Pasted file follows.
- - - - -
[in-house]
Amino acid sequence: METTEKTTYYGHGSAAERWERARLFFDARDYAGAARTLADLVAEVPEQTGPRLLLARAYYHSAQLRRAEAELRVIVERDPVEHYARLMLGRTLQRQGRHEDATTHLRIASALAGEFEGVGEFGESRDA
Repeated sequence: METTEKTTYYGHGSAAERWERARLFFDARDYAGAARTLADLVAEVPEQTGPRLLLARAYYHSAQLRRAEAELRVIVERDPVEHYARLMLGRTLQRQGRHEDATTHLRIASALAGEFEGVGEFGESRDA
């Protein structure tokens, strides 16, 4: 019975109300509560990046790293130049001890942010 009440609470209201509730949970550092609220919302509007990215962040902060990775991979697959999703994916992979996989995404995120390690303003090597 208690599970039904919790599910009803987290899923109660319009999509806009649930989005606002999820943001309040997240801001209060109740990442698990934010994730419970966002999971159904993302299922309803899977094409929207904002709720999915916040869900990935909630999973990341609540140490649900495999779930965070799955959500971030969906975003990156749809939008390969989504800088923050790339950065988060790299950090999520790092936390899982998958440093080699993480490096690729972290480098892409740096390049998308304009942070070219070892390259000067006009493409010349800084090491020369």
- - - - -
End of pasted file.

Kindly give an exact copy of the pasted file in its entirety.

[in-house]
Amino acid sequence: METTEKTTYYGHGSAAERWERARLFFDARDYAGAARTLADLVAEVPEQTGPRLLLARAYYHSAQLRRAEAELRVIVERDPVEHYARLMLGRTLQRQGRHEDATTHLRIASALAGEFEGVGEFGESRDA
Repeated sequence: METTEKTTYYGHGSAAERWERARLFFDARDYAGAARTLADLVAEVPEQTGPRLLLARAYYHSAQLRRAEAELRVIVERDPVEHYARLMLGRTLQRQGRHEDATTHLRIASALAGEFEGVGEFGESRDA
């Protein structure tokens, strides 16, 4: 019975109300509560990046790293130049001890942010 009440609470209201509730949970550092609220919302509007990215962040902060990775991979697959999703994916992979996989995404995120390690303003090597 208690599970039904919790599910009803987290899923109660319009999509806009649930989005606002999820943001309040997240801001209060109740990442698990934010994730419970966002999971159904993302299922309803899977094409929207904002709720999915916040869900990935909630999973990341609540140490649900495999779930965070799955959500971030969906975003990156749809939008390969989504800088923050790339950065988060790299950090999520790092936390899982998958440093080699993480490096690729972290480098892409740096390049998308304009942070070219070892390259000067006009493409010349800084090491020369």